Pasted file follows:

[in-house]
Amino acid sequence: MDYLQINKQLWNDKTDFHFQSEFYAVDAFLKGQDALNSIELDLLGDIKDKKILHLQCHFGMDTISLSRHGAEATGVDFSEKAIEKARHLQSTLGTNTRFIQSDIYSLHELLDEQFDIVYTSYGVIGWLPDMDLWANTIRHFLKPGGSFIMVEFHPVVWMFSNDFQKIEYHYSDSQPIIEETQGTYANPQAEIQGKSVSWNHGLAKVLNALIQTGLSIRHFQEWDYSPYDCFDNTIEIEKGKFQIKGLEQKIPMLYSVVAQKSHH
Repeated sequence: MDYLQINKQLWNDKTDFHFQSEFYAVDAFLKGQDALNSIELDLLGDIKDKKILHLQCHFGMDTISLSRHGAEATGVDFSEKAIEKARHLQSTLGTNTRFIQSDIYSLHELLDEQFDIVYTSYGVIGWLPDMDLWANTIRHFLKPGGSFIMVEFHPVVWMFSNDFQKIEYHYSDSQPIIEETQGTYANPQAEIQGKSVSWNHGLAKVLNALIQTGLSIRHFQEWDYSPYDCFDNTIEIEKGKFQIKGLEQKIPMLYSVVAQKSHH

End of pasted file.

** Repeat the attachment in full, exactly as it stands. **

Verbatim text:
[in-house]
Amino acid sequence: MDYLQINKQLWNDKTDFHFQSEFYAVDAFLKGQDALNSIELDLLGDIKDKKILHLQCHFGMDTISLSRHGAEATGVDFSEKAIEKARHLQSTLGTNTRFIQSDIYSLHELLDEQFDIVYTSYGVIGWLPDMDLWANTIRHFLKPGGSFIMVEFHPVVWMFSNDFQKIEYHYSDSQPIIEETQGTYANPQAEIQGKSVSWNHGLAKVLNALIQTGLSIRHFQEWDYSPYDCFDNTIEIEKGKFQIKGLEQKIPMLYSVVAQKSHH
Repeated sequence: MDYLQINKQLWNDKTDFHFQSEFYAVDAFLKGQDALNSIELDLLGDIKDKKILHLQCHFGMDTISLSRHGAEATGVDFSEKAIEKARHLQSTLGTNTRFIQSDIYSLHELLDEQFDIVYTSYGVIGWLPDMDLWANTIRHFLKPGGSFIMVEFHPVVWMFSNDFQKIEYHYSDSQPIIEETQGTYANPQAEIQGKSVSWNHGLAKVLNALIQTGLSIRHFQEWDYSPYDCFDNTIEIEKGKFQIKGLEQKIPMLYSVVAQKSHH